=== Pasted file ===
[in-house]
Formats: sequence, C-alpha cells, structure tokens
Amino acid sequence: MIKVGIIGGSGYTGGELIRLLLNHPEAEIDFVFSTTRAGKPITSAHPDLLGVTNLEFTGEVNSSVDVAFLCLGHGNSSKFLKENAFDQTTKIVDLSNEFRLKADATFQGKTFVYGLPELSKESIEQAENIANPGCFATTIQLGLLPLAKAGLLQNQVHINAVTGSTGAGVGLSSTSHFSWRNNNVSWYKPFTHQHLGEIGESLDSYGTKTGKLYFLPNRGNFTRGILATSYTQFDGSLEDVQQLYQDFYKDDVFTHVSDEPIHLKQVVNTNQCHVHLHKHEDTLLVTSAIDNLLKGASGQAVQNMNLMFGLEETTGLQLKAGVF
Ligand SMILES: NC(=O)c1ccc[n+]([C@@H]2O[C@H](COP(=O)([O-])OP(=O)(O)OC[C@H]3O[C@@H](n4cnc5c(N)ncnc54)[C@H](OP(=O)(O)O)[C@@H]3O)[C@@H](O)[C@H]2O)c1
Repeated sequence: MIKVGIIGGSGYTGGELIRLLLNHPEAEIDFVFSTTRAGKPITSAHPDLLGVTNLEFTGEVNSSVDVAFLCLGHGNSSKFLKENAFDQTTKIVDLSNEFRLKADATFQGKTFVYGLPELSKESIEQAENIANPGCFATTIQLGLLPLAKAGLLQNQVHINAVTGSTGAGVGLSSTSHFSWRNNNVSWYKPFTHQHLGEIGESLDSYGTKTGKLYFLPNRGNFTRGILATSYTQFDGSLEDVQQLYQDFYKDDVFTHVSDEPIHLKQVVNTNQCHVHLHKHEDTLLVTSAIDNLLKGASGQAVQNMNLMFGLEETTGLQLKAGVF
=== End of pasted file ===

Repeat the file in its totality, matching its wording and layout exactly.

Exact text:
[in-house]
Formats: sequence, C-alpha cells, structure tokens
Amino acid sequence: MIKVGIIGGSGYTGGELIRLLLNHPEAEIDFVFSTTRAGKPITSAHPDLLGVTNLEFTGEVNSSVDVAFLCLGHGNSSKFLKENAFDQTTKIVDLSNEFRLKADATFQGKTFVYGLPELSKESIEQAENIANPGCFATTIQLGLLPLAKAGLLQNQVHINAVTGSTGAGVGLSSTSHFSWRNNNVSWYKPFTHQHLGEIGESLDSYGTKTGKLYFLPNRGNFTRGILATSYTQFDGSLEDVQQLYQDFYKDDVFTHVSDEPIHLKQVVNTNQCHVHLHKHEDTLLVTSAIDNLLKGASGQAVQNMNLMFGLEETTGLQLKAGVF
Ligand SMILES: NC(=O)c1ccc[n+]([C@@H]2O[C@H](COP(=O)([O-])OP(=O)(O)OC[C@H]3O[C@@H](n4cnc5c(N)ncnc54)[C@H](OP(=O)(O)O)[C@@H]3O)[C@@H](O)[C@H]2O)c1
Repeated sequence: MIKVGIIGGSGYTGGELIRLLLNHPEAEIDFVFSTTRAGKPITSAHPDLLGVTNLEFTGEVNSSVDVAFLCLGHGNSSKFLKENAFDQTTKIVDLSNEFRLKADATFQGKTFVYGLPELSKESIEQAENIANPGCFATTIQLGLLPLAKAGLLQNQVHINAVTGSTGAGVGLSSTSHFSWRNNNVSWYKPFTHQHLGEIGESLDSYGTKTGKLYFLPNRGNFTRGILATSYTQFDGSLEDVQQLYQDFYKDDVFTHVSDEPIHLKQVVNTNQCHVHLHKHEDTLLVTSAIDNLLKGASGQAVQNMNLMFGLEETTGLQLKAGVF